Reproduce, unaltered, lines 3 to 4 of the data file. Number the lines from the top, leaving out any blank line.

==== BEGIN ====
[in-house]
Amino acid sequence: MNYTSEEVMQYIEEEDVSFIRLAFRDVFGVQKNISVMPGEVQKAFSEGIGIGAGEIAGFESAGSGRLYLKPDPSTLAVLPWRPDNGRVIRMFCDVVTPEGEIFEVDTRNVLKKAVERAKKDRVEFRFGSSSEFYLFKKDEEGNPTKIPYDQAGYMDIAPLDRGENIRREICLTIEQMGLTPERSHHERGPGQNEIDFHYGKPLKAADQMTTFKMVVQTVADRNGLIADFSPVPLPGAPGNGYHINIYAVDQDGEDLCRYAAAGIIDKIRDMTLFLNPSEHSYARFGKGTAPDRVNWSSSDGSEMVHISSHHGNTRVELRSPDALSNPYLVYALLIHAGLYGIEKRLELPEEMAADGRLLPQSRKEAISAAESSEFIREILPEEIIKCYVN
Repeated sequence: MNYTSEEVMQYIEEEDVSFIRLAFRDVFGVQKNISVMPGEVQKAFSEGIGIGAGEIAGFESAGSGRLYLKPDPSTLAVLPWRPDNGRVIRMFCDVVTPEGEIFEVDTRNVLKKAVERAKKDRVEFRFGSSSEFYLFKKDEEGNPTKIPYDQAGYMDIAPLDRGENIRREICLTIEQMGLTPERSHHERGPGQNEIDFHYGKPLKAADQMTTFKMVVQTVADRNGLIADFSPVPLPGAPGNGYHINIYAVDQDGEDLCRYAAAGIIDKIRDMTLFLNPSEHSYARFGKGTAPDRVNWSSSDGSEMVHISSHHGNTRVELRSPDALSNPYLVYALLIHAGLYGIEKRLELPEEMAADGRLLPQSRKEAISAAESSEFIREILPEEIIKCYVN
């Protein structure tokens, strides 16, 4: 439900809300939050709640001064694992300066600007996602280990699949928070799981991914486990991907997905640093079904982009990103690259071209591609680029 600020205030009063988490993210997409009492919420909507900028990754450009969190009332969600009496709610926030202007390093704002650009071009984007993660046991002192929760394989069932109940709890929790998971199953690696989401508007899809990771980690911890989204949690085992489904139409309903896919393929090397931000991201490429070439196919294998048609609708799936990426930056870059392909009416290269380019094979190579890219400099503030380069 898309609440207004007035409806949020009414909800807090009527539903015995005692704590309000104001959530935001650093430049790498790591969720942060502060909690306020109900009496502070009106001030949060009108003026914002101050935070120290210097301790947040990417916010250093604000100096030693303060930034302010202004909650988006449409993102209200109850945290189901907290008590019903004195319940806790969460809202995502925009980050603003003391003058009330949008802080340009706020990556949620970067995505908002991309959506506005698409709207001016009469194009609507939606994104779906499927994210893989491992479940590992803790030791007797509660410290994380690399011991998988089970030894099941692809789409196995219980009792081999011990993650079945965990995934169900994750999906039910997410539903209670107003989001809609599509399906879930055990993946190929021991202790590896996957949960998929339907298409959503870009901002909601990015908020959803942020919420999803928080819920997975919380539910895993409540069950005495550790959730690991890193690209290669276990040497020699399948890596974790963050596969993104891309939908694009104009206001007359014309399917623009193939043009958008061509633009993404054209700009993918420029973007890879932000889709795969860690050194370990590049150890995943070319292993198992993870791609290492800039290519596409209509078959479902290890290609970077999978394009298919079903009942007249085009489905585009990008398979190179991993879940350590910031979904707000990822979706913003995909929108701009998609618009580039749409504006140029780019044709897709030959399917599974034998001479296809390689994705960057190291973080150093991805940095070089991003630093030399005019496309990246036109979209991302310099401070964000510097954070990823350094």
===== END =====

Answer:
Repeated sequence: MNYTSEEVMQYIEEEDVSFIRLAFRDVFGVQKNISVMPGEVQKAFSEGIGIGAGEIAGFESAGSGRLYLKPDPSTLAVLPWRPDNGRVIRMFCDVVTPEGEIFEVDTRNVLKKAVERAKKDRVEFRFGSSSEFYLFKKDEEGNPTKIPYDQAGYMDIAPLDRGENIRREICLTIEQMGLTPERSHHERGPGQNEIDFHYGKPLKAADQMTTFKMVVQTVADRNGLIADFSPVPLPGAPGNGYHINIYAVDQDGEDLCRYAAAGIIDKIRDMTLFLNPSEHSYARFGKGTAPDRVNWSSSDGSEMVHISSHHGNTRVELRSPDALSNPYLVYALLIHAGLYGIEKRLELPEEMAADGRLLPQSRKEAISAAESSEFIREILPEEIIKCYVN
């Protein structure tokens, strides 16, 4: 439900809300939050709640001064694992300066600007996602280990699949928070799981991914486990991907997905640093079904982009990103690259071209591609680029 600020205030009063988490993210997409009492919420909507900028990754450009969190009332969600009496709610926030202007390093704002650009071009984007993660046991002192929760394989069932109940709890929790998971199953690696989401508007899809990771980690911890989204949690085992489904139409309903896919393929090397931000991201490429070439196919294998048609609708799936990426930056870059392909009416290269380019094979190579890219400099503030380069 898309609440207004007035409806949020009414909800807090009527539903015995005692704590309000104001959530935001650093430049790498790591969720942060502060909690306020109900009496502070009106001030949060009108003026914002101050935070120290210097301790947040990417916010250093604000100096030693303060930034302010202004909650988006449409993102209200109850945290189901907290008590019903004195319940806790969460809202995502925009980050603003003391003058009330949008802080340009706020990556949620970067995505908002991309959506506005698409709207001016009469194009609507939606994104779906499927994210893989491992479940590992803790030791007797509660410290994380690399011991998988089970030894099941692809789409196995219980009792081999011990993650079945965990995934169900994750999906039910997410539903209670107003989001809609599509399906879930055990993946190929021991202790590896996957949960998929339907298409959503870009901002909601990015908020959803942020919420999803928080819920997975919380539910895993409540069950005495550790959730690991890193690209290669276990040497020699399948890596974790963050596969993104891309939908694009104009206001007359014309399917623009193939043009958008061509633009993404054209700009993918420029973007890879932000889709795969860690050194370990590049150890995943070319292993198992993870791609290492800039290519596409209509078959479902290890290609970077999978394009298919079903009942007249085009489905585009990008398979190179991993879940350590910031979904707000990822979706913003995909929108701009998609618009580039749409504006140029780019044709897709030959399917599974034998001479296809390689994705960057190291973080150093991805940095070089991003630093030399005019496309990246036109979209991302310099401070964000510097954070990823350094």